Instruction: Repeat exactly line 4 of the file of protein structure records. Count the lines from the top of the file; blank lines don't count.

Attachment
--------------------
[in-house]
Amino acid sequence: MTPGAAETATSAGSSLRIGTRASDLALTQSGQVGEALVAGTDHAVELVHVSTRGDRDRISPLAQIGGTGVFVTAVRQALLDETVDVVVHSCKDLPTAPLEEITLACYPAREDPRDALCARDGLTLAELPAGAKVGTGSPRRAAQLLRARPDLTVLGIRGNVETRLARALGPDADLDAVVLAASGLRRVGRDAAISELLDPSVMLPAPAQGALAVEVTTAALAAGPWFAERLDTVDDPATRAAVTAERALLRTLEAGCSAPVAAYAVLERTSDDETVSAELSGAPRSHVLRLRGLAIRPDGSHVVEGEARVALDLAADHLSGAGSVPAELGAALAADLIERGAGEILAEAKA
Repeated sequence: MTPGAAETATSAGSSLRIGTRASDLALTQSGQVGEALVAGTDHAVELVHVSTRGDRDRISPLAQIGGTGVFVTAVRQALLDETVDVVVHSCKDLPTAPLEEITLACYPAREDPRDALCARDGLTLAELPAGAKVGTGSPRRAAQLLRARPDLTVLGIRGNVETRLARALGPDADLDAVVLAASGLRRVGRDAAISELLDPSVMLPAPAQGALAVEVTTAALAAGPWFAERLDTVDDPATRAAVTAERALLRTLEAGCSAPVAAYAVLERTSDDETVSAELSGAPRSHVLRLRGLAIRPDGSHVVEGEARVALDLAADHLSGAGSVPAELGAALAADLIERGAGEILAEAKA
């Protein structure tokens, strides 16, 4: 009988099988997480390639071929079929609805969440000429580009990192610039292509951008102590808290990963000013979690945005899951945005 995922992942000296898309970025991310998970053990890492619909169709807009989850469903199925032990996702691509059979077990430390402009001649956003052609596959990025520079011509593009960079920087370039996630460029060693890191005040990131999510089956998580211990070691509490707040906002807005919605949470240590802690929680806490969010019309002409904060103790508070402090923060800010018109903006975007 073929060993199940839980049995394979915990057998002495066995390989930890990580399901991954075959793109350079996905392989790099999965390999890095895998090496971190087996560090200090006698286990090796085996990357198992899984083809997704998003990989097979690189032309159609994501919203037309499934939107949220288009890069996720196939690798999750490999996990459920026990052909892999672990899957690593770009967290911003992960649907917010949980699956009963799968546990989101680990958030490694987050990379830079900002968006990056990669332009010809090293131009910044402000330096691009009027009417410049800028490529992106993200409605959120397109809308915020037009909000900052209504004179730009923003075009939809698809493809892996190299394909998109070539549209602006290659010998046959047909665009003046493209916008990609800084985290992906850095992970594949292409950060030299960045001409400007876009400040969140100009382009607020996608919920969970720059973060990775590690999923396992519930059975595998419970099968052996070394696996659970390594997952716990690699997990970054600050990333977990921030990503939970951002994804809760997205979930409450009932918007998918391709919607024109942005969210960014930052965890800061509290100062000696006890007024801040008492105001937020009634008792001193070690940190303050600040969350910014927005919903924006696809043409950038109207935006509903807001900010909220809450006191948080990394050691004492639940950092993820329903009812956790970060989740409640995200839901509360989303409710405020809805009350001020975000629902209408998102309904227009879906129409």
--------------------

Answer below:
């Protein structure tokens, strides 16, 4: 009988099988997480390639071929079929609805969440000429580009990192610039292509951008102590808290990963000013979690945005899951945005 995922992942000296898309970025991310998970053990890492619909169709807009989850469903199925032990996702691509059979077990430390402009001649956003052609596959990025520079011509593009960079920087370039996630460029060693890191005040990131999510089956998580211990070691509490707040906002807005919605949470240590802690929680806490969010019309002409904060103790508070402090923060800010018109903006975007 073929060993199940839980049995394979915990057998002495066995390989930890990580399901991954075959793109350079996905392989790099999965390999890095895998090496971190087996560090200090006698286990090796085996990357198992899984083809997704998003990989097979690189032309159609994501919203037309499934939107949220288009890069996720196939690798999750490999996990459920026990052909892999672990899957690593770009967290911003992960649907917010949980699956009963799968546990989101680990958030490694987050990379830079900002968006990056990669332009010809090293131009910044402000330096691009009027009417410049800028490529992106993200409605959120397109809308915020037009909000900052209504004179730009923003075009939809698809493809892996190299394909998109070539549209602006290659010998046959047909665009003046493209916008990609800084985290992906850095992970594949292409950060030299960045001409400007876009400040969140100009382009607020996608919920969970720059973060990775590690999923396992519930059975595998419970099968052996070394696996659970390594997952716990690699997990970054600050990333977990921030990503939970951002994804809760997205979930409450009932918007998918391709919607024109942005969210960014930052965890800061509290100062000696006890007024801040008492105001937020009634008792001193070690940190303050600040969350910014927005919903924006696809043409950038109207935006509903807001900010909220809450006191948080990394050691004492639940950092993820329903009812956790970060989740409640995200839901509360989303409710405020809805009350001020975000629902209408998102309904227009879906129409």